India coach Jose Brasa said the team missed suspended forward Shivendra Singh but had no qualms in admitting that his wards were completely outpaced and outplayed by a vastly superior Australian side in the hockey World Cup at the Dhyan Chand National stadium on Tuesday.
"We did not play badly. But Australia played at a different level of fast-paced hockey. We were not used to that kind of fast hockey," a candid Brasa said after his wards received a 5-2 plastering.
"I concede they played much better then us. They are the best team in the world despite losing against England in their first match. But they were lucky to have scored early goals, one in the first minute," Brasa said.
"We were not lucky with the penalty corners we got. Then we missed Shivendra though we may not have won even if he had played. We could have reduced the margin had he been there. We had difficulty in substituting Shivendra. We had only one forward for the substitution and the players were tired," said the Spaniard.
Drawing a comparison between players from both sides, the coach felt fitness made all the difference.
"Australians are very fit and strong physically. They had started research on this aspect 30 years ago and we started just six months before. They have the equipments like GPRS system for training. In our case we wanted it but we are not getting," he said.
Looking ahead, Brasa was confident that the Indians would bounce back in the next match against Spain on Thursday.
"Spain are a good team. I say this because they don't have two key players in their side Santi Freixa and Eduard Tabau," the Spaniard said.
"I know the players of Spain. I had trained them for many years. Freixa is not with the current squad due to injury. He is one of the best players in the world. Tubau is injured (in the first match here). Without the two I think we can beat Spain," he said.
"I hope my knowledge of the Spanish team will help the Indian team," he added.
Indian defender Sandeep Singh and forward Deepak Thakur had a forgettable outing but Brasa defended both.
"Sandeep played better than against Pakistan. I'm happy for his performance. For Thakur, he is not 100 per cent fit since his injury a year back. He was not at his best as the pace of the game was very fast and he was not fully fit," Brasa said.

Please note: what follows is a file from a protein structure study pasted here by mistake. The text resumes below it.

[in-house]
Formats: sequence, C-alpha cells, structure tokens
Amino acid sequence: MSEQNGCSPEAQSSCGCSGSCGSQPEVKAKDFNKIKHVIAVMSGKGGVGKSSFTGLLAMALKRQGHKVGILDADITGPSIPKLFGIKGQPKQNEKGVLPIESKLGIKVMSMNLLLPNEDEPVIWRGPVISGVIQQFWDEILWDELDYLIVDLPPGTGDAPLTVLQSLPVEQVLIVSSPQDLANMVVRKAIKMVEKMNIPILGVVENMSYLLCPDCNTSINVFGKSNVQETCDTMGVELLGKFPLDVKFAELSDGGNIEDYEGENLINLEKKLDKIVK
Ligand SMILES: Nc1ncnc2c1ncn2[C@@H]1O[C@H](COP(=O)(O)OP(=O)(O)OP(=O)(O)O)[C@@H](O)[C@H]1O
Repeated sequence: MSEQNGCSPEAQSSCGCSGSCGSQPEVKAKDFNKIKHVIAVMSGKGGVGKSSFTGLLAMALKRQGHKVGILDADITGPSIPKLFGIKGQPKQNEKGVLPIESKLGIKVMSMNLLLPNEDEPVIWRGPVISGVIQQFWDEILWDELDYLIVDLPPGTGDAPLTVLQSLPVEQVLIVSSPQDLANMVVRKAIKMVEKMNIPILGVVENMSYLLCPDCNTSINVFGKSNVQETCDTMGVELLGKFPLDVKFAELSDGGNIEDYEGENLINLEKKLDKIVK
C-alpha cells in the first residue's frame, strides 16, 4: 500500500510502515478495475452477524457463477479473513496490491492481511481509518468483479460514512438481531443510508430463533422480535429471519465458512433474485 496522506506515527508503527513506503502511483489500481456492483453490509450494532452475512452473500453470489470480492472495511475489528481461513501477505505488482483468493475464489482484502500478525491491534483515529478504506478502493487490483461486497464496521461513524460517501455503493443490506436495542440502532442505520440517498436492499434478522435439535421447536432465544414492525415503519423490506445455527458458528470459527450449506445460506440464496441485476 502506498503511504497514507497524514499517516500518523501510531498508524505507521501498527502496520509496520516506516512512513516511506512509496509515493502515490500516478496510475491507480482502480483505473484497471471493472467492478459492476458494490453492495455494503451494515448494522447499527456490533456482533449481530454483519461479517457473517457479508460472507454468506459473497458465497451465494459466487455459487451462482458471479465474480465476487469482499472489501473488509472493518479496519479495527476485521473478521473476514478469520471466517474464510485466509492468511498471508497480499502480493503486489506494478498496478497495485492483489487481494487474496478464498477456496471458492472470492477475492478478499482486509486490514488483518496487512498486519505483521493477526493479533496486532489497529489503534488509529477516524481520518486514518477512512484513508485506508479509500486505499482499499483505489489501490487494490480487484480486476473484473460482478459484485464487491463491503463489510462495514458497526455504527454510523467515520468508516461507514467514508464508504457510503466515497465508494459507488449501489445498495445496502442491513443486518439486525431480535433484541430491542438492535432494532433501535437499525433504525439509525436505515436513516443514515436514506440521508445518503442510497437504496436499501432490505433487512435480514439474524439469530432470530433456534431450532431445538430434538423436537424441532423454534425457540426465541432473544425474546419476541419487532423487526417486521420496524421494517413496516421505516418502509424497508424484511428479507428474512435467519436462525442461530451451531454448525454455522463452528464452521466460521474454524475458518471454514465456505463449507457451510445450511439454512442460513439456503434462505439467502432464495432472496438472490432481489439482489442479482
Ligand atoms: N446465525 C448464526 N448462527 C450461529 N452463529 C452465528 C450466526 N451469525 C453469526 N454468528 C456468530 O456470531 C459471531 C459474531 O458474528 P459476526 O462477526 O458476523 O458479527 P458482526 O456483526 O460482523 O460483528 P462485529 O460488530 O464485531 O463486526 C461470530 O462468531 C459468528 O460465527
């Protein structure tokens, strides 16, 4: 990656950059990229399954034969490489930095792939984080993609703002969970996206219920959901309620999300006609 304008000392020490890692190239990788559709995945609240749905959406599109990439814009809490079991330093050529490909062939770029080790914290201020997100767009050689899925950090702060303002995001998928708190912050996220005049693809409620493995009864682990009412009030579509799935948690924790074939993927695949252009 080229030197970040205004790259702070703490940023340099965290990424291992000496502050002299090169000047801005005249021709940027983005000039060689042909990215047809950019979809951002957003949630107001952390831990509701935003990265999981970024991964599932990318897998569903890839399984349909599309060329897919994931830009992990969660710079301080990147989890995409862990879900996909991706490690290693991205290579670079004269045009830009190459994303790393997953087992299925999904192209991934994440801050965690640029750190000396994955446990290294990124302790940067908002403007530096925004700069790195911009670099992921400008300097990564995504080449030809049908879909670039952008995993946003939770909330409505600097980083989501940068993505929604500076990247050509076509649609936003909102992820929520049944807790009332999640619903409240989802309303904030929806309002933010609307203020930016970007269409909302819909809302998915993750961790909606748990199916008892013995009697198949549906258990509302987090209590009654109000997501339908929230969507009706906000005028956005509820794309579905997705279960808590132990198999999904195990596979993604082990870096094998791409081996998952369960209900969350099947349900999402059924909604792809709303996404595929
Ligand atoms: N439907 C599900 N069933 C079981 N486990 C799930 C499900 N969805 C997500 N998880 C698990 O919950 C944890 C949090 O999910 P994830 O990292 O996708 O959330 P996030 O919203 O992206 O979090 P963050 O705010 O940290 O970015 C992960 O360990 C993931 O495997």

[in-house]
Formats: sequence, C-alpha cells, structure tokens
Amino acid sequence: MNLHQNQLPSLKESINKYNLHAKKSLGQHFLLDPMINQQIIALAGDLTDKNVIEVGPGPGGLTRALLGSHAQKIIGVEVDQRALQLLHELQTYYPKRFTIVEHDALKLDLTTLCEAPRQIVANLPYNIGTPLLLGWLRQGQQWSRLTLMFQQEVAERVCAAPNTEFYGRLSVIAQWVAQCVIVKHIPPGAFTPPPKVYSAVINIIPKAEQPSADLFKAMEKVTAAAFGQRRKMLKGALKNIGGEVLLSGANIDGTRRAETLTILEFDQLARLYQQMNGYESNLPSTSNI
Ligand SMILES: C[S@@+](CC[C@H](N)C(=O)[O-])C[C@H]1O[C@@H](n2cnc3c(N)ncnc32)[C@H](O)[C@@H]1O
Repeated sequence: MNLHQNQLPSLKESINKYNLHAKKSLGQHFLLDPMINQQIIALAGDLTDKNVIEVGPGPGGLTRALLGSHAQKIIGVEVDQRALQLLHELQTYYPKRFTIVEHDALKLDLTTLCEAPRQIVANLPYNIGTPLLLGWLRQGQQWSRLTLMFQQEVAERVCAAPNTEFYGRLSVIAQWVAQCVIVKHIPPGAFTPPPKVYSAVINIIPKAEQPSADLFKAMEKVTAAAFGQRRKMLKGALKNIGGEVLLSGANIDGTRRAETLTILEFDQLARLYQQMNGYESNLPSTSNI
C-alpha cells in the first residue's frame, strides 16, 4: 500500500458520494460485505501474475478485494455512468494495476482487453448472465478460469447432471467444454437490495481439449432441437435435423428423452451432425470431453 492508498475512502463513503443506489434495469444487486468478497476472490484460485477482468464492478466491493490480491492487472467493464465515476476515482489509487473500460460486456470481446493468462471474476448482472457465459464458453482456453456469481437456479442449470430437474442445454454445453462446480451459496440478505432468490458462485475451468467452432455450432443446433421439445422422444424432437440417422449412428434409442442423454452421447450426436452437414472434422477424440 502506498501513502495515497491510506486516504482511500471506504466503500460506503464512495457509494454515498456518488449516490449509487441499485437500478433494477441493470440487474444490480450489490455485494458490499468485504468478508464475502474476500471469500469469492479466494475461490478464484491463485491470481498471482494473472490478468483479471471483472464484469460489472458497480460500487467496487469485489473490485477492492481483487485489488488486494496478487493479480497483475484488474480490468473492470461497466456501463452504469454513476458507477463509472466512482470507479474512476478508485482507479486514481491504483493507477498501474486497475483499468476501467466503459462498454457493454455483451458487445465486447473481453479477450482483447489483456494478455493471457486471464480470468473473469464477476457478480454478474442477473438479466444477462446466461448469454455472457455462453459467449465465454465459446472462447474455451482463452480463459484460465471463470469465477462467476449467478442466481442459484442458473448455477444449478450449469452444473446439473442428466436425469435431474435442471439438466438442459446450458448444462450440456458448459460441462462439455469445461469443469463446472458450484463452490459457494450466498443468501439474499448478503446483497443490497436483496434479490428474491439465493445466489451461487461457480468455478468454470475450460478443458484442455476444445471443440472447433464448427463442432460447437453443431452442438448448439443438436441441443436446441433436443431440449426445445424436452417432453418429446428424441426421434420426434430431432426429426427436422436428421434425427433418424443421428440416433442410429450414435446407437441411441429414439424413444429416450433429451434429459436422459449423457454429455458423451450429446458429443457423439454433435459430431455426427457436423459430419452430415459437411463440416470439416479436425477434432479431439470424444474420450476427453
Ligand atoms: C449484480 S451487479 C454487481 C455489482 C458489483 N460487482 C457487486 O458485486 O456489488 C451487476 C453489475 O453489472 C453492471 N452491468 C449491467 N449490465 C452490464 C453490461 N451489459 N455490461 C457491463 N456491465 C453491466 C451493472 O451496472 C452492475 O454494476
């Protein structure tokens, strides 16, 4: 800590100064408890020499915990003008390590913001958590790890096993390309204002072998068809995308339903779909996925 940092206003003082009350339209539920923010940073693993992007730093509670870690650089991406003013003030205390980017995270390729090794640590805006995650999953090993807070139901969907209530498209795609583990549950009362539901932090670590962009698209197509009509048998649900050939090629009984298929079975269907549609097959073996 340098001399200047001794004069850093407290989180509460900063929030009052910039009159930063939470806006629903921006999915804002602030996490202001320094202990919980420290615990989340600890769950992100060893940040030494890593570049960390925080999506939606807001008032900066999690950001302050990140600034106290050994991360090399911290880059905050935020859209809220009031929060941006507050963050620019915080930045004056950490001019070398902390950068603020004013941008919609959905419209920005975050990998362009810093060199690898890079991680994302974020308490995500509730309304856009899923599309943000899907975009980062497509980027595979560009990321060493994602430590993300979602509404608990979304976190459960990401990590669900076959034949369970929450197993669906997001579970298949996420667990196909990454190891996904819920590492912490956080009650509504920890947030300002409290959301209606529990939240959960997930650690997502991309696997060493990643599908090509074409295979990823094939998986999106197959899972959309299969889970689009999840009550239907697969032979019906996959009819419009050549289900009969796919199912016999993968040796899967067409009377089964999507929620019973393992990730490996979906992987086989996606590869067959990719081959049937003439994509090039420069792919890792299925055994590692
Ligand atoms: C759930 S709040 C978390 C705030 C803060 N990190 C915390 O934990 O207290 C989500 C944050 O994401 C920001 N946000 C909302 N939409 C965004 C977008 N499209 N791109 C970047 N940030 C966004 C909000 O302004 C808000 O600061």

Senior player Prabhjot Singh, however, felt his team-mates left many an opponent unmarked.
"We made some mistakes in man-to-man marking today. We have to improve on that aspect of the game and hopefully bounce back in the next match," Prabhjot said.
Brasa, meanwhile, was critical of the umpire referral system, claiming that his side lost at least one good chance because of it.
"Towards the close of the match, we were in a quick counter-attack and we were near the Australian striking circle when the umpire made a referral for a penalty corner after Rajpal Singh's stick touched an Australian player inside the Indian striking circle.
"The video umpire turned the referral down but we lost an advantageous position. I think the rule should be that the umpire cannot stop the game in those situation. He could do that only after the ball is out of the game or the ball is in possession of the complaining team," Brasa said.
His Australian counterpart Ric Charlesworth, who had a bitter coaching stint with the Indian team in past, said his players could have played even better.
"We had to play better as we had lost the first match. Thought we need improvement in certain areas, I'm pleased with the performance. But we can play better," he said.
The Australian said India are a good side with talented players but lacked consistency.
"I know India are a very good side and they are very talented. They played really well against Pakistan. But what matters is the consistency to play good hockey," he said.
Asked any changes in the Indian strength after he left the side, he said, "They have improved the organization of the team and how they build attack with interchange of men and passes."